So I suspect the reason that MCA’s death has affected me so keenly is simple: I’ve grown up alongside the Beastie Boys and their music.  Adam was a Beastie Boy, but he was one of us.  And we are forever young, and forever invincible, right?  His passing has been a gentle reminder that this is illusory and even the emblems of our youth are mortal.

I read a great quip amongst the last week’s flurry of stories and chatter.  Someone had mentioned MCA’s death to his father and expressed sadness at the news.  The father’s response: ‘He’s a Buddhist – he won’t even have enough time to brush his teeth before he’s back.’

Lovely.

RIP, Nathanial Hörnblowér – it’s been a pleasure.  Thanks for the tunes, your music videos, the awesome costumes and the mustaches.

Here are a bunch of B-Boys vids.
















8 February, 2012

Happy belated 80th birthday, François!

T’was M.Truffaut’s 80th birthday on the 6th (I’m a little late to the party).

Google celebrated with their increasingly ubiquitous (but no less appreciated) Google doodles.  Three different ones for M. Truffaut, in fact, celebrating his films Jules et Jim, Le Dernier Métro and the wonderful Les Quatre Cents Coups.

I’ll celebrate this weekend by revisiting Les Quatre Cents Coups.

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20 December, 2011

That time of year again

Wow. The last year seems to have passed by in a flash.  Suddenly, it’s the week before Christmas.  Again.

As a practising (but struggling) minimalist, it’s a chance to lash out and purchase beautiful things for loved ones.

And to reflect on the year about to end, and the new one about to begin.

Not to mention an excuse to eat copious numbers of mince pies, enjoy bad music and pad about in pyjamas for elongated periods of time (joy!).  And get all sentimental and nostalgic with friends and family at home.

Merry Christmas and safe, happy holidays to all!

 

(Image from Charley Harper Colours)

20 November, 2011

Arietty

A new film from Studio Ghibli – preferably one in which director Hayao Miyazaki has a hand in (he did not direct Arietty but wrote the screenplay) – is always an event of significance for me.

Thanks to the Embassy of Japan and the Arc Cinema, the inhabitants of the Bush Capital were able to catch Arietty  at the 2011 Japanese Film Festival, ahead of it 2012 commercial Australian release.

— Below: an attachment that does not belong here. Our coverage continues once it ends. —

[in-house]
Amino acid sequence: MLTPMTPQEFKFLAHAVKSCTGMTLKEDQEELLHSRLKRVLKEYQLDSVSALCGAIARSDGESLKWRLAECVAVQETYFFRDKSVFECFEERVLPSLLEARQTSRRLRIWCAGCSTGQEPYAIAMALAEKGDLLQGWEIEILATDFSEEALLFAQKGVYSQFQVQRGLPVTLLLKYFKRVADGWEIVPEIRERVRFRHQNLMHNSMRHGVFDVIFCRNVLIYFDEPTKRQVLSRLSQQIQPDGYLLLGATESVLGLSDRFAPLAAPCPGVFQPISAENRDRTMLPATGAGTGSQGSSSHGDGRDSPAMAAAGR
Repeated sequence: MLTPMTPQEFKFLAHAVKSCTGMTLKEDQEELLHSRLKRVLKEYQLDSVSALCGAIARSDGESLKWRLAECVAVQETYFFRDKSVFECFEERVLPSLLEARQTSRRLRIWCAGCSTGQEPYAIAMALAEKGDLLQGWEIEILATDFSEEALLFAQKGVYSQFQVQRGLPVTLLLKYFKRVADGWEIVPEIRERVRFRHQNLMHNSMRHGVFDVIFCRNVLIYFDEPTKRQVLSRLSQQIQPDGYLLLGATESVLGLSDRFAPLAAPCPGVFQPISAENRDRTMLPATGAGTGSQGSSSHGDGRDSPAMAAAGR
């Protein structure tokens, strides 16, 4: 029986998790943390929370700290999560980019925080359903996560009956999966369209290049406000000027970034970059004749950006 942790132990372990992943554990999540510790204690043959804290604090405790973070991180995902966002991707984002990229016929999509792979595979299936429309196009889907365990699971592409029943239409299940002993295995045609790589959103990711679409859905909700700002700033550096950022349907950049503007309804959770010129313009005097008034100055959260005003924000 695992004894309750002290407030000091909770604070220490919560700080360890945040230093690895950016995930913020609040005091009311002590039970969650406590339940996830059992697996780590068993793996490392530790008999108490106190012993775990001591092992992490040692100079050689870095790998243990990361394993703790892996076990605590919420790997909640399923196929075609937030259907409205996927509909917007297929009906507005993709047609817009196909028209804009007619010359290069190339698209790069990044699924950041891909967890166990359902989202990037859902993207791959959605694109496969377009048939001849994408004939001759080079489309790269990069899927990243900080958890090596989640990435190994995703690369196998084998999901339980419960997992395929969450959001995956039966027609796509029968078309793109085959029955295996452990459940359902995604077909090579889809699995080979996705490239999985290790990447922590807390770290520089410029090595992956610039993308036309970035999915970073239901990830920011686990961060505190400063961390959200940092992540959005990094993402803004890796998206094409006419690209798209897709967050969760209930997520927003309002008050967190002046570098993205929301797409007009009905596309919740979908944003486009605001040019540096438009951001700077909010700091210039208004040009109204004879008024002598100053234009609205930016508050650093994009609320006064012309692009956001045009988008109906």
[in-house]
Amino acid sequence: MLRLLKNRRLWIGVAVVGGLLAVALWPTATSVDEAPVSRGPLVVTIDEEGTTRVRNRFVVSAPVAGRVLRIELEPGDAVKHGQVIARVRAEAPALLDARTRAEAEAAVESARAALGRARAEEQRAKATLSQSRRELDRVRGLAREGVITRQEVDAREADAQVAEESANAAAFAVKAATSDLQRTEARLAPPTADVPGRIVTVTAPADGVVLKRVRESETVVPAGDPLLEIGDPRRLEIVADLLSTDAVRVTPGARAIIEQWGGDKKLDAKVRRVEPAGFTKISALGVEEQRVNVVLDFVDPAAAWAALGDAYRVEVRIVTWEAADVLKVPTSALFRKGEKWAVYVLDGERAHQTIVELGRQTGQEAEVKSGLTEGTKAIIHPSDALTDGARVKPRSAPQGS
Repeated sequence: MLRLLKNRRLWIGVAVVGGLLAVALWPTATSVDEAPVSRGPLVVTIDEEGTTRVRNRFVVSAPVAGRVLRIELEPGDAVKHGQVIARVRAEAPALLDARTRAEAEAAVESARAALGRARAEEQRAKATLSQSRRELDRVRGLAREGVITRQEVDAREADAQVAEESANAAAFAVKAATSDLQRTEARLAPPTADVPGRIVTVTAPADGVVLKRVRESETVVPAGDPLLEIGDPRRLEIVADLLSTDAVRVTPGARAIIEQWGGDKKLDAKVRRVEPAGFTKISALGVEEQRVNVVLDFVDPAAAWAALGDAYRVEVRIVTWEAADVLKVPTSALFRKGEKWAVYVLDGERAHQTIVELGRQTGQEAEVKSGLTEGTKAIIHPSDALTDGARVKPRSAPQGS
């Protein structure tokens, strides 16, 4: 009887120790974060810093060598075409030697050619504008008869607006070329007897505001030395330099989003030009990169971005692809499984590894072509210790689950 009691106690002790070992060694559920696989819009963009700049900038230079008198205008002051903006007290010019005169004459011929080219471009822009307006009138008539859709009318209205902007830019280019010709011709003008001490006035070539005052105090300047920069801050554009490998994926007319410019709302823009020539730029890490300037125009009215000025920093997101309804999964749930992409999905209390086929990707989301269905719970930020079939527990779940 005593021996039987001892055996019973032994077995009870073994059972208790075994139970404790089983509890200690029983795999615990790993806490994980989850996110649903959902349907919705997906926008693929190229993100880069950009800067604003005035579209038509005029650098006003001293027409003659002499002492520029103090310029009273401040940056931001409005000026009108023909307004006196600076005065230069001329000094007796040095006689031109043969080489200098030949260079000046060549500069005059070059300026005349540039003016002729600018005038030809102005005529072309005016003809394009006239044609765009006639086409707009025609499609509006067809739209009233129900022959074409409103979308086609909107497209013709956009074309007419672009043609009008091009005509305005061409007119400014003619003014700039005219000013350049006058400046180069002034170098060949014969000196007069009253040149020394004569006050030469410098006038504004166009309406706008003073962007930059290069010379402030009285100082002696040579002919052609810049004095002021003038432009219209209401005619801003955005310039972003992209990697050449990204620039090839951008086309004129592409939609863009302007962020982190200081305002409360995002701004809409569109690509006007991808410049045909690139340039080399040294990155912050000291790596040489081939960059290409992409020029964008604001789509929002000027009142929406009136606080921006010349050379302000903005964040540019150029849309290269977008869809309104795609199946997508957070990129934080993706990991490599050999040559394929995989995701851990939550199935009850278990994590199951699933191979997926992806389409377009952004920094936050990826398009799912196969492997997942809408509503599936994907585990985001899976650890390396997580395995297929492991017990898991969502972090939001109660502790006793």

On a rainy Sunday afternoon, I popped along to the sold out screening, gleeful at the prospect of losing myself in another of Miyazaki’s lovely, whimsical tales.

Based loosely on Mary Norton’s The Borrowers, Arietty is the story of a family of ‘little people’ who get by in this world by keeping out of the sight of ‘human beans’ and ‘borrowing’ things misplaced or lost by humans.

The eponymous heroine is a fourteen year old ‘borrower’ who lives with her parents in the foundations of a large, rambling Edwardian house.  Things come unstuck when Sho, a sickly boy who comes to stay in the house, sees her and, in a great movie tradition, an unlikely friendship begins.

I adore Miyazaki’s films for his plucky, pacifist heroines (and heroes).  I love his subtle portrayal of the grander emotions such as duty, honour, guilt, sadness, love and the more pedestrian ones such as boredom and frustration. Miyazaki favours characters which are grey, rather black or white, and is particularly adept in showing their spiritual and emotional development .  Though his characters may negotiate war, natural disasters and people out to do them (and their friends and families) harm, they are not merely people of action. Miyazaki seems to delight in showing moments where the characters take time out to simply enjoy a quiet moment, or to reflect on things.

Arietty ticks all these boxes. If I do have a complaint, it is that this movie touches on grander themes such as environmental destruction and extinction of species, but doesn’t explore these issues any further. The film also feels like the first of a series, rather than a complete, self-contained story. As such, Arietty doesn’t have the grand sweeping scale of Nausicaa and the Valley of the Wind or Princess Mononoke but it’s always a pleasure to disappear for an afternoon into one of Miyazaki’s worlds.

Oh, and the hand-drawn backgrounds are always beautiful.

(French movie poster taken from here)

(Stills taken from the official UK trailer from here)

25 August, 2011

More Julie Morstad

Yet more lovely, whimsical, slightly disturbing images from the talented Julie Morstad